Emma Sabourin, 10, and Sarah Sabourin, 13, were recently honored by the Joslin Diabetes Center, Boston, for their advocacy of the disease.
MIDDLETOWN – Julia Sabourin admitted she felt overwhelmed when two of her daughters were diagnosed with type 1 diabetes two years apart. She wondered how she could do it.
"But you know," Sabourin said at his home in Middletown on Wednesday morning. "You do it because you have to."
Emma Sabourin, 10, was diagnosed with type 1 diabetes in 2014. She was a first-grade student at St. Philomena School in Portsmouth. Emma's family took her to the pediatrician when she began to lose weight and suffered from a seemingly insatiable thirst. When Sarah, 13, began to experience similar symptoms two years later in the spring of 2016, she was later diagnosed with the same condition. Emma is now a fifth year student at St. Philomena School, and Sarah is in eighth grade.
On Wednesday morning, the sisters sat side by side on the couch and discussed how they handle the symptoms and contribute to the awareness and advocacy campaigns for type 1 diabetes. They were recognized on November 3 as Spotlight on honorees Hope this year at the 19th High Hopes Gala of the Joslin Diabetes Center in Boston for his diabetes advocacy. The girls are patient in downtown Boston.
"It was like we were famous," Sarah said as she recalled the event. They spoke naturally about the condition and exchanged shy smiles with each other over the discussion.
Type 1 diabetes – formerly known as insulin-dependent or juvenile diabetes – is usually diagnosed in children, adolescents, and young adults, but can also develop at any other age, according to the Center for Disease Control and Prevention website.
People with type 1 diabetes have pancreas that do not produce enough insulin or do nothing. Insulin is a hormone that allows blood sugar to enter the body's cells, where it can be used as energy. Without insulin, blood sugar can not get into the cells and builds up in the bloodstream; High blood sugar causes many of the symptoms and complications of diabetes, including extreme thirst, extreme hunger, weight loss and fatigue.
Some people have certain genes that make them more likely to develop type 1 diabetes, although many do not develop the disease, even if they have these genes. Diet and lifestyle habits do not cause type 1 diabetes, according to the website of the Centers for Disease Control and Prevention.
Type 1 diabetes is less common than type 2 diabetes. For people with type 2 diabetes, their bodies do not use insulin properly, according to the American Diabetes Association website. At first, the body produces extra insulin to compensate for food intake, but over time, the pancreas can not keep up with normal blood glucose levels. Type 2 diabetes can be treated with changes in lifestyle, medication and insulin doses.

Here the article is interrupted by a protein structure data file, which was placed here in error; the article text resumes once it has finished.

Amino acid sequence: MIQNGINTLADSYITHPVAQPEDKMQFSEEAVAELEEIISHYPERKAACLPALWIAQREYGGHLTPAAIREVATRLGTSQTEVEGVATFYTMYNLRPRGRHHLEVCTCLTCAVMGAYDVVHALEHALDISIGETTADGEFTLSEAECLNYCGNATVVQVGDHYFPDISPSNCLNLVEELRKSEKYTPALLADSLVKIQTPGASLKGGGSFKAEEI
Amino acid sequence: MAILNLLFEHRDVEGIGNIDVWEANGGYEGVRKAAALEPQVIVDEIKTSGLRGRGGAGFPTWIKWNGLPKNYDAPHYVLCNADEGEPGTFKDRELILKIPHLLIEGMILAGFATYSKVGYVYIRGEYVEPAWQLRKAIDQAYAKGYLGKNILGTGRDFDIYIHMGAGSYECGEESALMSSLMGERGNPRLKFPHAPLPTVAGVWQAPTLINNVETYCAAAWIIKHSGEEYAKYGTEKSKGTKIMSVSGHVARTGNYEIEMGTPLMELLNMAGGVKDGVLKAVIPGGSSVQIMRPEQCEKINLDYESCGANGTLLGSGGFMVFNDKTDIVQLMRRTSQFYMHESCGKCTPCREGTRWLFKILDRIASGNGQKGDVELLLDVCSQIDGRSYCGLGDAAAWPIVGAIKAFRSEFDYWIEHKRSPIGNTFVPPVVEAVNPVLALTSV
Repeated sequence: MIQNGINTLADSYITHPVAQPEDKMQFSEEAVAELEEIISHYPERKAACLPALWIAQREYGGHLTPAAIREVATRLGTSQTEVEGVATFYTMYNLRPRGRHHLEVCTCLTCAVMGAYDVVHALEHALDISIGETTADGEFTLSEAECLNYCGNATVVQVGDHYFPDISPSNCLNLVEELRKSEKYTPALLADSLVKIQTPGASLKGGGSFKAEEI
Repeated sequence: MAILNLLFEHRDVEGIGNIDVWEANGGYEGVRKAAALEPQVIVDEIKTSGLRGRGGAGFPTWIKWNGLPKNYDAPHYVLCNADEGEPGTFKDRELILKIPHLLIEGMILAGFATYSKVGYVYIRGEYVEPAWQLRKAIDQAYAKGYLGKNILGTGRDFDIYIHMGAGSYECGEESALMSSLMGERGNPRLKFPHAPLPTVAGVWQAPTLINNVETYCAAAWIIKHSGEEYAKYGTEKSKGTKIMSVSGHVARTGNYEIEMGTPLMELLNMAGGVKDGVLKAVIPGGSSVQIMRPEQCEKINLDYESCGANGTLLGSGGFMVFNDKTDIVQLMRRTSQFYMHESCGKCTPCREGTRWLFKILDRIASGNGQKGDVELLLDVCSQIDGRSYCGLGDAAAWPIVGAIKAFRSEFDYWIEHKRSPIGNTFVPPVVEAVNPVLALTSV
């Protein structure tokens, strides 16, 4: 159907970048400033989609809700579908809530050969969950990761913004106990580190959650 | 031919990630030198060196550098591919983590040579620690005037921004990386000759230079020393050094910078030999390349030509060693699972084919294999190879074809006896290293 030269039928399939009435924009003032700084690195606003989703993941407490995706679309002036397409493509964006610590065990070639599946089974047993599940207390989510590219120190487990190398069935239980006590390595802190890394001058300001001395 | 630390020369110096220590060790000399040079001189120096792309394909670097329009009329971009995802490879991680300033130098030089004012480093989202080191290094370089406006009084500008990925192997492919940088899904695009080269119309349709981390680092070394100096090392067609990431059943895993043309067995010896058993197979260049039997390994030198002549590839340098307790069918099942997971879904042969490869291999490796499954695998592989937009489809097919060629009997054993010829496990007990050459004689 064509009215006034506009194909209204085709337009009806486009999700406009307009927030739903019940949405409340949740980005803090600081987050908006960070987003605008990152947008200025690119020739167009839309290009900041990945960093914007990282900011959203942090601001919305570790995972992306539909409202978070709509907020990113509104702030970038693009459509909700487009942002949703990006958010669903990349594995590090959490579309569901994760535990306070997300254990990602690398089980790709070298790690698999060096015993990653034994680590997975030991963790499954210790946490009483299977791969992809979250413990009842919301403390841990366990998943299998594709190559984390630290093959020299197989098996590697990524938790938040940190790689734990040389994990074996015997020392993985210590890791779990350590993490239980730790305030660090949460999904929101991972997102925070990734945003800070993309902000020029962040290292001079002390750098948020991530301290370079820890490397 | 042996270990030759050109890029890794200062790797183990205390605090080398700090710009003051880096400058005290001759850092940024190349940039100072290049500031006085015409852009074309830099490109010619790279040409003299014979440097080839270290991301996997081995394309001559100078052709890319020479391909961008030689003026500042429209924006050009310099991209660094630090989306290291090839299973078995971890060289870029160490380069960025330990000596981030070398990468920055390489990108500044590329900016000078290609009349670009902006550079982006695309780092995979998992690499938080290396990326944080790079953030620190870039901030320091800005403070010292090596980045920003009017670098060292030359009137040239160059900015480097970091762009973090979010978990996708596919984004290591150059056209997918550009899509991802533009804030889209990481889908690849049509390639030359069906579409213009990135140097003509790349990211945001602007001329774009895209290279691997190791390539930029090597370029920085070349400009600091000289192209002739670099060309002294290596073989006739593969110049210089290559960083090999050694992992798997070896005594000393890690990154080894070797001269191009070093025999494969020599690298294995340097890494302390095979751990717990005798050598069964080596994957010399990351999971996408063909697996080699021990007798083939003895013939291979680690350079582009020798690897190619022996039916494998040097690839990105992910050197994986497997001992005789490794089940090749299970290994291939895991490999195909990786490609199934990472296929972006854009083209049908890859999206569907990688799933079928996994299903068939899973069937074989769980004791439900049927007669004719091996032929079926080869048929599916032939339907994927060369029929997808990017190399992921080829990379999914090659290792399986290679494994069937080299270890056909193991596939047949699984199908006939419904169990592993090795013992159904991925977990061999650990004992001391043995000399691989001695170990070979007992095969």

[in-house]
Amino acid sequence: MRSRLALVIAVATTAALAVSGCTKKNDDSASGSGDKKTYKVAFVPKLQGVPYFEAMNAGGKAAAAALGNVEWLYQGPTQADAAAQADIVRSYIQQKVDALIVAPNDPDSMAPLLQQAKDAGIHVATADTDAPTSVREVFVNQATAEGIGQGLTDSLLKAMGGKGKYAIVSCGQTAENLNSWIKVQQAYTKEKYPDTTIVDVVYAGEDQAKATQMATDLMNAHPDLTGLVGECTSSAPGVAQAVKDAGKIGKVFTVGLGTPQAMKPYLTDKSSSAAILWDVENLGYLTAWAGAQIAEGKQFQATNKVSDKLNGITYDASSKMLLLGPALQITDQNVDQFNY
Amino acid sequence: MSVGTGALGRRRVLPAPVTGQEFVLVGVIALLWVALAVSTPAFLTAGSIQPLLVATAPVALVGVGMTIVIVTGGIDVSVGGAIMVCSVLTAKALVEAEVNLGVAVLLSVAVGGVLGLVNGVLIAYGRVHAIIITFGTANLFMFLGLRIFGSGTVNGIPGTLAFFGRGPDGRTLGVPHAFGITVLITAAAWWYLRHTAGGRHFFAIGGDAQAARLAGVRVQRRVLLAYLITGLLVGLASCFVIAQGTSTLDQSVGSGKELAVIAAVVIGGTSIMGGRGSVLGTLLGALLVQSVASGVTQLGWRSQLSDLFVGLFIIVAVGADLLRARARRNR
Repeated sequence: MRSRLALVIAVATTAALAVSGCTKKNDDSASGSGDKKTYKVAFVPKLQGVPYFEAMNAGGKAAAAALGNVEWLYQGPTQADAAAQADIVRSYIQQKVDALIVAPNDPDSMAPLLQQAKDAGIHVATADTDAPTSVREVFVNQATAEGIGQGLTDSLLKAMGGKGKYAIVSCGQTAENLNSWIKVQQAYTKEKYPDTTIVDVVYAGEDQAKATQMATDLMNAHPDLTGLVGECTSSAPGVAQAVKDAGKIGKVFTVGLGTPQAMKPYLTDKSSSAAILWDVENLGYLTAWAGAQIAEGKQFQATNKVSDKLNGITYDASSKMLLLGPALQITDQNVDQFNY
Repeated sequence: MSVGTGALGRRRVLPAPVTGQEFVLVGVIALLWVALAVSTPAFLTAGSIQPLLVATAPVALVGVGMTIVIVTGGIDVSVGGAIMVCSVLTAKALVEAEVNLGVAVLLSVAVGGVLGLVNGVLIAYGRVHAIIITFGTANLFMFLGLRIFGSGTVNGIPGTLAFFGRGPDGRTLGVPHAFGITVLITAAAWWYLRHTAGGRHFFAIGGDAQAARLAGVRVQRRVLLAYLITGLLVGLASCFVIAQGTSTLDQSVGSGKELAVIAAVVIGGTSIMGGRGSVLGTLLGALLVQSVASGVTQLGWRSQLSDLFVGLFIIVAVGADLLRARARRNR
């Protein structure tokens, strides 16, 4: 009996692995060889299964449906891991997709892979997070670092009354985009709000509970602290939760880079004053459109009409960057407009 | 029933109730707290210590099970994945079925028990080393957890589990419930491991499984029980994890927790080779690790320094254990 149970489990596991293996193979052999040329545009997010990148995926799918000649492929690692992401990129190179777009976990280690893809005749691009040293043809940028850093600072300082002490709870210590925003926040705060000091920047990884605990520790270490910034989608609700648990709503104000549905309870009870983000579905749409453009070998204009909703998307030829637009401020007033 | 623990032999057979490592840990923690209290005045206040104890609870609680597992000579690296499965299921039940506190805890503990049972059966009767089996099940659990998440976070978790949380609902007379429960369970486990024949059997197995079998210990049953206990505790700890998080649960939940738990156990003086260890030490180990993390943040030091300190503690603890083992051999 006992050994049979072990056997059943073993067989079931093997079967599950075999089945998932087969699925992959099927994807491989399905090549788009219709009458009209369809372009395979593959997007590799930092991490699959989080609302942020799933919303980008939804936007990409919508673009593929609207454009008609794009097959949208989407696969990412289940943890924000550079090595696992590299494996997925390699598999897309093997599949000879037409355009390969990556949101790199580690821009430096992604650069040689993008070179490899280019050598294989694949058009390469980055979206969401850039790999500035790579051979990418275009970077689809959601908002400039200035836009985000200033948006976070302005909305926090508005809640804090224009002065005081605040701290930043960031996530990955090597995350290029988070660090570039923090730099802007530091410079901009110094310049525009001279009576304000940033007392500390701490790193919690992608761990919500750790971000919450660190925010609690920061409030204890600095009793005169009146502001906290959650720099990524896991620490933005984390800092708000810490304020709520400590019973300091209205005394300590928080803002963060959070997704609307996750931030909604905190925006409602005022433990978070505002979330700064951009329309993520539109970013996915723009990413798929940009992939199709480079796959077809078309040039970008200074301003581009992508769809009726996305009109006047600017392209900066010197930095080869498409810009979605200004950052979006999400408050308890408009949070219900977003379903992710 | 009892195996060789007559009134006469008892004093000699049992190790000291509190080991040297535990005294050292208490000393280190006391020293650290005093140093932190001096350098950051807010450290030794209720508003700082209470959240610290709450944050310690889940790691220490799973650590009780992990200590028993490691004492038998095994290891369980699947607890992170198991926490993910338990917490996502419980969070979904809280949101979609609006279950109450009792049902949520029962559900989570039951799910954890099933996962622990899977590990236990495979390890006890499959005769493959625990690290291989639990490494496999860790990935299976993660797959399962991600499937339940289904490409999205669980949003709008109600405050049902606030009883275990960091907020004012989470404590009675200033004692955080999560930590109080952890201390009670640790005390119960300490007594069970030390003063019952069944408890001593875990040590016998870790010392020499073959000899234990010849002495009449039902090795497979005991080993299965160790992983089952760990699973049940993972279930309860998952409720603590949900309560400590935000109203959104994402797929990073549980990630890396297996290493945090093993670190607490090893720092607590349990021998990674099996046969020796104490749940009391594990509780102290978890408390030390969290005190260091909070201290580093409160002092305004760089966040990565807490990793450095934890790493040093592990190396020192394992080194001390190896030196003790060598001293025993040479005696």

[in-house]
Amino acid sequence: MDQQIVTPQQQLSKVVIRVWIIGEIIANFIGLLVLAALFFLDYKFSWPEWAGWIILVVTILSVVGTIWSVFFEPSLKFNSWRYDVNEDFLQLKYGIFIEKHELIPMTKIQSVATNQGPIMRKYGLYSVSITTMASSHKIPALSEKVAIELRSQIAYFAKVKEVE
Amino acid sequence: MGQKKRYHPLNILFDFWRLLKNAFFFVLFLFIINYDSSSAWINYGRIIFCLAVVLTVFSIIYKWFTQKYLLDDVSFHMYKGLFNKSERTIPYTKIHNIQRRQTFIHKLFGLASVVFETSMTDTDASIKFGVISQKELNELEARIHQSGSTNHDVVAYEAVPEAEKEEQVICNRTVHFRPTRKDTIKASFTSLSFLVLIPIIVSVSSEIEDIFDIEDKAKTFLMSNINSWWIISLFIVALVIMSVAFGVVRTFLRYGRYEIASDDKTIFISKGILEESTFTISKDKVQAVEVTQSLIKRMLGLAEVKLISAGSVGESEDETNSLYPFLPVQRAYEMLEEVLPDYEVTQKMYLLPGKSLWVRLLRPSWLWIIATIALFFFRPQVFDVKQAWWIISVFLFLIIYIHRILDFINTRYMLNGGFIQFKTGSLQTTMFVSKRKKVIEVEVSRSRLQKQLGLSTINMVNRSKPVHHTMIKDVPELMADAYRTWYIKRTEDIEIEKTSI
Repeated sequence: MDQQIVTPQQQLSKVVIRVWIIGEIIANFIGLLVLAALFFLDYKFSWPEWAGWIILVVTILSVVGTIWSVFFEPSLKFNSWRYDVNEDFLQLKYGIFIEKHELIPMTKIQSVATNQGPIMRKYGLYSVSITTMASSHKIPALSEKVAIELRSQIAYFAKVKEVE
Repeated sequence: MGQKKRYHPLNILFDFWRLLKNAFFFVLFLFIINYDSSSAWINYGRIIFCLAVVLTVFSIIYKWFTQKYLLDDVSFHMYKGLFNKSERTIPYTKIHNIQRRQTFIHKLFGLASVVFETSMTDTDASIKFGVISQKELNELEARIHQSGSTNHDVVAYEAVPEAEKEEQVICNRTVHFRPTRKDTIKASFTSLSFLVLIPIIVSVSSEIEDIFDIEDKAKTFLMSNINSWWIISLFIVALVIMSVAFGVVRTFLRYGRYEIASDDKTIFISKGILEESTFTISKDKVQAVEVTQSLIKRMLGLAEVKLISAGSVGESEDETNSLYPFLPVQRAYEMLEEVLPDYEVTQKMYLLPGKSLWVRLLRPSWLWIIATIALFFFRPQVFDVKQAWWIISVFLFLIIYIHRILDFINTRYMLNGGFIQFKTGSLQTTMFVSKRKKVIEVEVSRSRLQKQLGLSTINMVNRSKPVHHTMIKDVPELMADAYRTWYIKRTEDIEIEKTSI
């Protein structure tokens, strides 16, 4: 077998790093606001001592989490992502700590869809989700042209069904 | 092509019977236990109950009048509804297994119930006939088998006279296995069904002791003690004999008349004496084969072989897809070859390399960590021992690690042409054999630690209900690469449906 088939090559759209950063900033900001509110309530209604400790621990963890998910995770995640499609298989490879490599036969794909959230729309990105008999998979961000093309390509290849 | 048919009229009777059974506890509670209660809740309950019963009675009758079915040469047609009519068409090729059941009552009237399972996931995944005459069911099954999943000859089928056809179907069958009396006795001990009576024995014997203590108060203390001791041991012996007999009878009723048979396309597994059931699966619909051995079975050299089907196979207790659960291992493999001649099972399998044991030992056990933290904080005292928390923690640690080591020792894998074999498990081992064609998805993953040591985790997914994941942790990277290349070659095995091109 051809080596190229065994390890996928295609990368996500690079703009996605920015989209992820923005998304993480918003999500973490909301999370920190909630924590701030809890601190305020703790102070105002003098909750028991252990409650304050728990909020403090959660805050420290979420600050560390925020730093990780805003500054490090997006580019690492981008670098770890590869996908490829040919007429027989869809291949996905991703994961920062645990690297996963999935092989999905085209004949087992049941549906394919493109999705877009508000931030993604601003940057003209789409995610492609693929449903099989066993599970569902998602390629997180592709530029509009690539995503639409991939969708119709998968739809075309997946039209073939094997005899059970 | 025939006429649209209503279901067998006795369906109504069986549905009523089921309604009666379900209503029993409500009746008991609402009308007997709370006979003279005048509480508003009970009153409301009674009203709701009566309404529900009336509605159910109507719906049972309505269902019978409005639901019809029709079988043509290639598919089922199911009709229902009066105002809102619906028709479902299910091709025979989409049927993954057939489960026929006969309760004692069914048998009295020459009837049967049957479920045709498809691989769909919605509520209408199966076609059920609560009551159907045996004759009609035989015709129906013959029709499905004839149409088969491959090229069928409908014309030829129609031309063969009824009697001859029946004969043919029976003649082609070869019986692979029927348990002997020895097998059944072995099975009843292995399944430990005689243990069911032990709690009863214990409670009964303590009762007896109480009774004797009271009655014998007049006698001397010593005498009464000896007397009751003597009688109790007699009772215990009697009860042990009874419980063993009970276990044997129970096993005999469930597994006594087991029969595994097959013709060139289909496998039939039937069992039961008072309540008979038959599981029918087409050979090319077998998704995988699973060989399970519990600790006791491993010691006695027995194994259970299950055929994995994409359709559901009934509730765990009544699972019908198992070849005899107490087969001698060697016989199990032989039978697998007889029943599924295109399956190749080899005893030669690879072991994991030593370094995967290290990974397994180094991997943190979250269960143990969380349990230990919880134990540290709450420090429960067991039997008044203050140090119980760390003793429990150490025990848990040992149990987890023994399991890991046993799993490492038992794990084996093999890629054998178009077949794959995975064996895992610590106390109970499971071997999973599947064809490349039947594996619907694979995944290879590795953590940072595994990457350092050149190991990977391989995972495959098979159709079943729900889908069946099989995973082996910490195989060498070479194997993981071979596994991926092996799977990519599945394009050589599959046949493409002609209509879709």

There is no cure for type 1 diabetes, but it can be treated by the administration of insulin – via injection or pump – and following a healthy diet and exercise regimen.
The girls learned how to control and monitor their symptoms with the help of their family, including their father, Jon, and his older sister, Katie, 15. They also depend on each other. Emma reminded her sister to press certain buttons on her insulin pump if she forgot; she nudges her sister to get some juice when she needs a diet stabilizer.
Emma referred to her continuous glucose monitor as her "bling" hardware. The monitor tracks your blood sugar levels throughout the day, every day. The information is collected using small sensors placed under the skin of the belly or attached to the back of the arm.
Before her daughters were diagnosed with type 1 diabetes, Julia believed that the disease required mainly dietary sugar intake, she said. But the treatment of the disease is more complex and nuanced. She explained the need to count carbohydrates every day and the potential for blood sugar to reach harmful levels while a person sleeps. "This is minute-by-minute monitoring," Julia said.
As the mother of young children with the disease, it was too much to deal with, Julia said. But the family adapted.
In April, the Sabourins hosted a 5-mile fundraising event at St. George's School, where Julia works in the admissions department. Dragon Dash raked in about $ 6,000 for the Joslin Diabetes Center. They plan to hold a similar fundraiser in May. The Joslin Diabetes Center in Boston has been a great resource for the family, Julia said, and the Sabourins wanted to give back to the center that gave the family such crucial care. She also credited technology aids such as Figwee, a smartphone application designed for diabetics, on the journey to managing diabetes for their daughters.
Julia said that hormones, stress and exercise can affect the diabetic's blood sugar levels, but she does not want her daughters bowing to the disease. "I do not want them to be controlled by diabetes," she said.
Girls lead active and normal lives out of diagnosis. Emma enjoys cooking, gardening, swimming, canoeing and fishing. Sarah played lacrosse and basketball, gardens, paddleboats and nothing. Sarah said that "it was easier" to deal with the diagnosis and learning curve of monitoring her diabetes, since her sister was already dealing with the disease two years ago. "I knew what to do," Sarah said.
Sarah said she wants people diagnosed with type 1 diabetes to know it's easier.
"My hope as a parent is to educate people," added Julia.